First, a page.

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It’s Ok to be a Salesperson – We’re all salespeople

November 6, 2018 | By: deaneparkes

From recent experiences and shopping in various natural food stores, I see an opportunity for specialty retailers if they make sales/selling training more a priority than marketing, category management, product knowledge seminars, social media networking, buying and merchandising. After all, we are in the business to sell products.

Yet, rarely do stores have a formal sales training program.  Over the next few issues of CNHR, I will focus on sales training tips.

I would like to start this focus with an article I wrote for CNHR in 1998: “It’s Ok to be a Salesperson.”  Looking back at that article, I see that what I wrote back then about selling still very much applies in today’s retail environment. My hope is that you can use some of these true and tried sales tips in your own store today. (Look for more tips at

For many of us, there is an uneasy feeling associated with thinking of ourselves as salespeople. But please… get out of the closet and accept this fact: that is what you are.

Though it is nice to educate, and be friendly and caring, if you are not selling enough items, you will be running a non-profit organization.  Sales is a profession.  So like any profession, it requires attention, enthusiasm, training, study, interest, people skills, good manners, self-esteem, clear goals and listening skills.

Reading an article about sales is not going to make you a salesperson any more than reading a book on water will quench your thirst.  However I hope it helps you understand that in a business, you – as well as everyone in it – is a sales person.

  1. The Golden Rule of Sales

‘Never sell anyone anything you would not buy if you were in their shoes’.

  1. Advice: – “Do you drink coffee”?

The number one advantage a specialty retailer has over conventional is the ability to interact with consumers and give advice. Most think product knowledge is the most important factor in selling natural products. I believe this is false. Give me a person with passion and the ability to communicate simple consistent messages over a person with product knowledge anytime.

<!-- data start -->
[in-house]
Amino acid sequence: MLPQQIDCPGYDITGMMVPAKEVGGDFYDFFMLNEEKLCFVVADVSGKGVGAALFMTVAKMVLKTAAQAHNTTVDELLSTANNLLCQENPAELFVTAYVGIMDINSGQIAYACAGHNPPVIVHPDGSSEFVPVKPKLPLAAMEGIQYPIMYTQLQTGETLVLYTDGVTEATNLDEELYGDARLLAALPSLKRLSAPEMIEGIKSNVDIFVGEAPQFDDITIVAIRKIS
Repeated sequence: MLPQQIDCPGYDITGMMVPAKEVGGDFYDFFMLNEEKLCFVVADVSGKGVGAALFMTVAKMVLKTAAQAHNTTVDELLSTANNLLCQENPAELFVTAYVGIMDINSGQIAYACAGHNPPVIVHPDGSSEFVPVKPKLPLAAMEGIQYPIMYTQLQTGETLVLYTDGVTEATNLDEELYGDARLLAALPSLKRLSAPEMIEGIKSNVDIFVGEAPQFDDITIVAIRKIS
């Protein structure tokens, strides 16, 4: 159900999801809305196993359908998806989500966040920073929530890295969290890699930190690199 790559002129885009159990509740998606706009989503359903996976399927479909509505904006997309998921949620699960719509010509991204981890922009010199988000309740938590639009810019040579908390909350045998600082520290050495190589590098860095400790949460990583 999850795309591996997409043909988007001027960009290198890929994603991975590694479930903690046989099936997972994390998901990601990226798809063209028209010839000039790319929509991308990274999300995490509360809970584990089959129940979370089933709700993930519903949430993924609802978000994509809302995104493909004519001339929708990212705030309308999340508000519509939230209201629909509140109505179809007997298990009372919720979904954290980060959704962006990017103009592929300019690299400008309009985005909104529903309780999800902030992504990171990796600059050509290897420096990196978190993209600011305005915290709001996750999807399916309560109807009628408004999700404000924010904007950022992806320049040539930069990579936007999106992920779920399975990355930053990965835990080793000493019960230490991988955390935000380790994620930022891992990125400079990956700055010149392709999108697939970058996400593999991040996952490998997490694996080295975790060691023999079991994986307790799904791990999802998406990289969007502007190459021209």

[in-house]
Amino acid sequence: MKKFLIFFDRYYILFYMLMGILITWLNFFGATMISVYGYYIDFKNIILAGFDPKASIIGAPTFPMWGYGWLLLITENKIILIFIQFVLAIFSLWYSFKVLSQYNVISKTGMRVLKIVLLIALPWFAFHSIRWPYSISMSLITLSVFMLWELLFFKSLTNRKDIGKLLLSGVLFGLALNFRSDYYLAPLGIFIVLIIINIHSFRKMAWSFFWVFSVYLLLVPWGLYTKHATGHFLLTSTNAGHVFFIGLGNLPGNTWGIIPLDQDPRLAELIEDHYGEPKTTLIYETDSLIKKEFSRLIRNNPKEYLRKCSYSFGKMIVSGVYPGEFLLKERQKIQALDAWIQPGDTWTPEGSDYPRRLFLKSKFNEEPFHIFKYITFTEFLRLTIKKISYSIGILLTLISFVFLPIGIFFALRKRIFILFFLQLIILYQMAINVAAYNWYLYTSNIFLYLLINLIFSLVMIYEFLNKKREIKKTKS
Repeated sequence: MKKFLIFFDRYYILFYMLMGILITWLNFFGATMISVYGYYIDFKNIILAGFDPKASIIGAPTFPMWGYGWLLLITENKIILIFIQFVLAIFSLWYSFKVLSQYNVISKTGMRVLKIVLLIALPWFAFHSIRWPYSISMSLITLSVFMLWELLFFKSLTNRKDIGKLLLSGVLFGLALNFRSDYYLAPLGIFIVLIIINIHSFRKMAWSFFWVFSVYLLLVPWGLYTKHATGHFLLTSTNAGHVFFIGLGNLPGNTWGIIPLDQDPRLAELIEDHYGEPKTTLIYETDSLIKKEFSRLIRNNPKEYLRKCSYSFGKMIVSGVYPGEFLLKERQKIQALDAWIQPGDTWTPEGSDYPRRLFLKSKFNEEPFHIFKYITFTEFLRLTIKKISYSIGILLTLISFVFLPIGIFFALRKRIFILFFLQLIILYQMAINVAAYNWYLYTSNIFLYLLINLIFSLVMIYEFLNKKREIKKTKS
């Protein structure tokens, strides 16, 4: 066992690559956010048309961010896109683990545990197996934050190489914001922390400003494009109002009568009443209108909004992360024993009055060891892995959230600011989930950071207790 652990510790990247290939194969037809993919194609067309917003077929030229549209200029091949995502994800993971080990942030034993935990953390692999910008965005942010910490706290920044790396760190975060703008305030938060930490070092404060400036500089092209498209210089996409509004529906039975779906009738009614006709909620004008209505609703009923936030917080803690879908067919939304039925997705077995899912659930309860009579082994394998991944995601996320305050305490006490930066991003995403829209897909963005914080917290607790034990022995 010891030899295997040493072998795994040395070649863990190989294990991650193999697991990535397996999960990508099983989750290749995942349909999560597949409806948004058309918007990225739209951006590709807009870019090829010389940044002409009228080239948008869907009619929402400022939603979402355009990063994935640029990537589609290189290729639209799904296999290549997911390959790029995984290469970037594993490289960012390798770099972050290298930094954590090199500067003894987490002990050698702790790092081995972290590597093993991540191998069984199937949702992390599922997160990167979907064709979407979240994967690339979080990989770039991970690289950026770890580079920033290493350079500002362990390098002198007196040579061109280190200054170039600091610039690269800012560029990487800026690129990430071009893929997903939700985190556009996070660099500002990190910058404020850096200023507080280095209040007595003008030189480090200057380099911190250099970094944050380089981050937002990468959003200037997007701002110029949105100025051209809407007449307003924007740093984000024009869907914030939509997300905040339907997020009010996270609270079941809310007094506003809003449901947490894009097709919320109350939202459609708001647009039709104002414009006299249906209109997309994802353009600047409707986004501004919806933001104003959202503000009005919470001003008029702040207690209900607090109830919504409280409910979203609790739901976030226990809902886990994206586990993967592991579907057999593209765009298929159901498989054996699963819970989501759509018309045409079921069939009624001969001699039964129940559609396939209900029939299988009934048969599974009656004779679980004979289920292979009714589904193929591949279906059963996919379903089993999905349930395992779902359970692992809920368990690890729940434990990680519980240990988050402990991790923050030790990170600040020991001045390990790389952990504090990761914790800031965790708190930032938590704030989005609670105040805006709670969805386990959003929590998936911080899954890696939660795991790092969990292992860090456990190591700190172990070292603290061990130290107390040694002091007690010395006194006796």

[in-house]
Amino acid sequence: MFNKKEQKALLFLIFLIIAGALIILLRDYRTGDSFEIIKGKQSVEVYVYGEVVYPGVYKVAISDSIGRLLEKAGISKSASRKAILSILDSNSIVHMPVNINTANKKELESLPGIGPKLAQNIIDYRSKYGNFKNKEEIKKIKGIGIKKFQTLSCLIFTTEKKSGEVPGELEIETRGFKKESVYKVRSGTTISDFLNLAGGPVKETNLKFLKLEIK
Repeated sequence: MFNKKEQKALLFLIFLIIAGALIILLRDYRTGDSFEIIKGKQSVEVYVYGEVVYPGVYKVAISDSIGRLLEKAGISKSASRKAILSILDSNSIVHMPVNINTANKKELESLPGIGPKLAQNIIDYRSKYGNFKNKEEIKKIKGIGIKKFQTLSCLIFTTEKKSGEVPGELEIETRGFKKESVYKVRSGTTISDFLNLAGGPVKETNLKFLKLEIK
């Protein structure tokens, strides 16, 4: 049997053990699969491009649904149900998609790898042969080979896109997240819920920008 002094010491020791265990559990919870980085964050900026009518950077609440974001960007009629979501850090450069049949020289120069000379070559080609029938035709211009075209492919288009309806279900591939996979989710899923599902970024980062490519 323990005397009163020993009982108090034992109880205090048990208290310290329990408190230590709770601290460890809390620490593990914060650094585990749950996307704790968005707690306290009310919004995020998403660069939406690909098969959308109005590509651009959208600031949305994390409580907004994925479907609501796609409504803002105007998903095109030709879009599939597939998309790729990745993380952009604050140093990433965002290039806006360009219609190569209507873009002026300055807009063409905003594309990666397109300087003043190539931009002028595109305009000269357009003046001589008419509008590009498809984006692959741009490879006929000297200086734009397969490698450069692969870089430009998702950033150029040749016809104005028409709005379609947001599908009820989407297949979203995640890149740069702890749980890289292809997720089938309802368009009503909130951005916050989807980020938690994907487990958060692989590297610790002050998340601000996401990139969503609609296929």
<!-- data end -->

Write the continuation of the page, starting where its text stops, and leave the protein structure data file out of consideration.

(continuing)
For example, when a customer is about to buy a vitamin, ask “Do you drink coffee?” It’s simple and not too invasive. Most people drink coffee and if not, someone they know does. They are curious and wonder, “Why did you ask?”  You let them know: “Coffee neutralizes the effect of most vitamins, especially the B’s and C’s.  So if you want to get the best benefit, take your vitamins half an hour to an hour away from drinking coffee.”   That’s it! Say no more! No long winded dissertation on biochemical breakdown in the gut is required: just don’t mix coffee with supplements.

So, what happens?

Generally, you will get a, “Thank you, I never knew that.” You will be seen as giving great advice. Often times, customers have bought supplements at stores that never told them this, so you suddenly make gains on the scale of credibility while the competition’s credibility takes a hit.  Make sure to write everything out clearly for the customer – when to take, how many a day, etc.  Trust me, they will not hear this at Costco. Have simple ‘sales’ tips pre-written for all sales staff.  (Thanks goes to Earl Mindell and his priceless Vitamin Bible for this information).

  1. Cost of supplements per day

Getting people to buy into a good supplement program is often a challenge because of the price to buy.  It may seem expensive, especially to someone new to using supplements.

To help take the sting out of the price, it is best first to start by having a good understanding of what a basic supplement program costs on a daily basis.

For instance, let’s say someone wants to buy a program for menopause and you estimate in your head the total of all the products is around $150 for a three-month supply.

To ease the pain of paying $150, I would suggest you tell them, “It costs around $1.50 per day.” Take the sting out even more by adding, “It’s about the same cost as your daily coffee.” So now, you have sold them on a mere $1.50 per day, instead of $150.

Often, we under-sell people who need a little more nutritional support because we are afraid of the initial shock of a $150 price, but most people will think $1.50 is not so bad and they will receive better results with a complete program.

When I worked in retail, we had figured out the estimated cost per day for each of the key nutritional programs, so we would give the customer the cost-per-day as part of the ‘sales’ conversation.

Never oversell anyone for the sake of a sale.   Happy Sales to You!  •

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